Wednesday, 27 December 2017

EAC’s biggest problem is hypocrisy of its members

           When the unification of Africa failed, some African post-colonial leaders embarked on regional unification. Instead of scaring bejesus out of them, in 1967, for example, Kenya, Tanzania and Uganda manned up, woke up and smelt the coffee and founded the East African Community (EAC I). However, in 1977 the EAC I collapsed thanks to mistrusts and sabotage.
            In 1993, three founders decided to give the kiss of life to the EAC.  However, since then, the EAC has never been lifey; and members are detached. There have been squabbles here and there resulting from competition among the members who were doubled to seven.  Refer to how Kenya and Tanzania battled it out over; and for Uganda’s East Africa Crude Oil pipeline not to mention the recent election of the speaker of the EAC.  One would think that there wouldn't have been any cutthroat competition provided that the project was to be carried out in the EAC. Again, the situation was much more different. In the end, Tanzania won the project so as to be much praised as it will pass through Tanzania. In Kenya, it is likely less much so after losing the bid to host Uganda’s oil pipeline.
            Apart individual country struggling over economic glut, there is a very central issue of mobility within the EAC. All countries except Tanzania would like to see ‘the East Africaners” moving free in the EAC.  Why Tanzania is becoming a stumbling block? The logic-cum-reason is so simple. It is only Tanzania that is bigger; and thus has small population based on its landmass; and thus land that any citizen from any country can come for. Coming to who has many resources minus people, Tanzania is almost the only one. Ironically, when countries with a bulk of landless people seeing Tanzania as an obstacle for not allowing its land to be taken advantage of, some countries still tolerate seeing their land grabbing and venal rulers sit on millions of hectares while the wananchi are landless. Kenya provides an ideal example. Kenya has a few elites sitting on immense tracts of land while the majority of those they rule are landless. Why should Tanzania welcome landless people while their rulers do not? While the land crisis goes on, the victims have not addressed population problem.  If you look at the population of the EAC, you wonder what will happen in next 50 years. Currently, the issue might be landlessness. Tomorrow, another problem will crop up in this jambalaya; the lack of other resources such as water, food and many more.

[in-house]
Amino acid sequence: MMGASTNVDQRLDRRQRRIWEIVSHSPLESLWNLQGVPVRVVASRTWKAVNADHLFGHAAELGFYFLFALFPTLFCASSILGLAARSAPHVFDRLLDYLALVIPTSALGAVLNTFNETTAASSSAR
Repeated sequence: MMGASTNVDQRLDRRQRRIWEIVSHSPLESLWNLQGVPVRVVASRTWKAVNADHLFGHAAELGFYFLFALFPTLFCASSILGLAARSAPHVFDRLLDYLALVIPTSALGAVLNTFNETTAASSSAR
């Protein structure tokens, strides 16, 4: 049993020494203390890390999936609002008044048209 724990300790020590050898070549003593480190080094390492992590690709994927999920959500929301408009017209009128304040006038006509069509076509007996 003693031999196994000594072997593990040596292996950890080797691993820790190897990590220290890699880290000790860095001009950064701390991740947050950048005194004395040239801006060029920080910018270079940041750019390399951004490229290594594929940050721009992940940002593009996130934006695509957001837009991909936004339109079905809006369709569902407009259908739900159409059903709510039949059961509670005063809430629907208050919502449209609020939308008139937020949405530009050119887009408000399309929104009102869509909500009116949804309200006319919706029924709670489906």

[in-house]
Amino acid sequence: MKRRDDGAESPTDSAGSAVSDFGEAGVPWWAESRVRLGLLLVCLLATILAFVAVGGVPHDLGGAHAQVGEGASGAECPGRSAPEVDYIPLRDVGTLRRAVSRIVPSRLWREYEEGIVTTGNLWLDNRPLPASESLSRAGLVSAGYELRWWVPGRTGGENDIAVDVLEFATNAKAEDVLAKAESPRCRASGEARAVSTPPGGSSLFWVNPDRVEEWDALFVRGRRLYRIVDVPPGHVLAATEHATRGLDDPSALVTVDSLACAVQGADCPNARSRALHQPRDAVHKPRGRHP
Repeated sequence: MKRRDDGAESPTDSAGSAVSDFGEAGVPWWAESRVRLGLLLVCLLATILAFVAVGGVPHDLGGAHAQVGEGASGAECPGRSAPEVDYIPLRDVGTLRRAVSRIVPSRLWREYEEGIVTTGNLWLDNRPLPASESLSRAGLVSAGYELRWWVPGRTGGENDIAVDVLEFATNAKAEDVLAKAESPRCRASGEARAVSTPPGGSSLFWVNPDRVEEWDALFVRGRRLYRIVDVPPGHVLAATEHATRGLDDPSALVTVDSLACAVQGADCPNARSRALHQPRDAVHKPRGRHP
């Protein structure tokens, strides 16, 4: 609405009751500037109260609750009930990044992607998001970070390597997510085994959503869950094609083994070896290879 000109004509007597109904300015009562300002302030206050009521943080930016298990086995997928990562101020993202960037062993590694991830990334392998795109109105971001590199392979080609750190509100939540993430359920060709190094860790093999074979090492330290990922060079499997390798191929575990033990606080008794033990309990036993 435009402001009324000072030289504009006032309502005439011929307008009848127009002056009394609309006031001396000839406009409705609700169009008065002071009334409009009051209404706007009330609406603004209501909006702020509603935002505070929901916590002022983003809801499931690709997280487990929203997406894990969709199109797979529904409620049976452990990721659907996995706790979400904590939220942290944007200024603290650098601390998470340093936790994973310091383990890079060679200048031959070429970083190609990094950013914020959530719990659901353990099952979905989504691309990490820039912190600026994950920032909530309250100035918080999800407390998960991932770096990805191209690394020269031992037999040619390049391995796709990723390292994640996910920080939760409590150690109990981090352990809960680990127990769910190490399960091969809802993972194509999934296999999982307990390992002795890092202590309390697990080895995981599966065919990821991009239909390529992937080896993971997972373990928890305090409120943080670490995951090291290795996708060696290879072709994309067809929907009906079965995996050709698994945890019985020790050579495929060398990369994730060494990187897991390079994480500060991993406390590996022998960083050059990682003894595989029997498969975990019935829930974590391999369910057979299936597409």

Let’s look at population of the EAC. Burundi has 12m inhabitants living  on 27,834 km2, Kenya 49m  on 580, 367 km2, Rwanda  12m (26, 338km2 ) and Uganda 34m (241,038km2 ) which makes the total population to be 107m  living on 875,574km2  compared  to Tanzania with its population of 57m inhabitants ( 947303km2).  Mathematically, it is simple to know why Tanzania has always refused to be cobbled in the free movement. Some propagandists say that population is good for the market. This is not true; how come countries like Sweden with the population of just 10m with the total GDP of $517.440 billion is richer than the entire EAC put together with the total GDP of $448. 211 billion? The answer is simple. Sweden sells much abroad; and uses its resources wisely to make sure that they benefit its people. I think if the EAC will understand this, will not hesitate to unite and form one formidable country in which movement will be free. Currently in Tanzania, people can live anywhere. There has never been any suspicion about Zanzibaris simply because their country is a fracture of Tanzania simply because it is a single country that swallowed two countries one large and another tiny.
            Methinks; the big problem with the EAC is nothing but hypocrisy of talking about unification while everybody is behaving like a drum maker who stretches the skin to his own side. The difference however is; the drum is made and when it is used all hears it.  Such mentality-cum-tendencies have rendered the EAC irrelevant and moribund. There is no way we can retain our colonial identities namely the current nationalities and do something meaningful. What is stopping us from dissolving weak and vulnerable countries colonial masters created to weaken us and form a brand new country known as Afrika Mashariki to show the world that the spirit of reclaiming African organic configuration and setting are still alive in our hearts and mind? I am sure. The wananchi in all member states are ready to reunify and launch this brand new country. Again, what is the obstacle [s]?   The answer is so simple and straightforward; our presidents. They are not ready to relinquish their powers so as to allow the formation of such a brand new and strong country.

            In sum, provided that our heads are the ones doing the talks and shows, they still live in the world that colonial masters envisioned by dividing Africa into puny states for their disadvantage as opposed to the advantage of their cloners. They know this very well. However, their myopic interests have always blinded them so as to keep on believing that they were all created to become presidents. Their presidencies are more important than creating one gigantic country Afrika Mashariki that will swallow colonial-sired countries. Failure to actualise and realise this EAC becomes irrelevant and moribund.
Source: Citizen, Wed., today.

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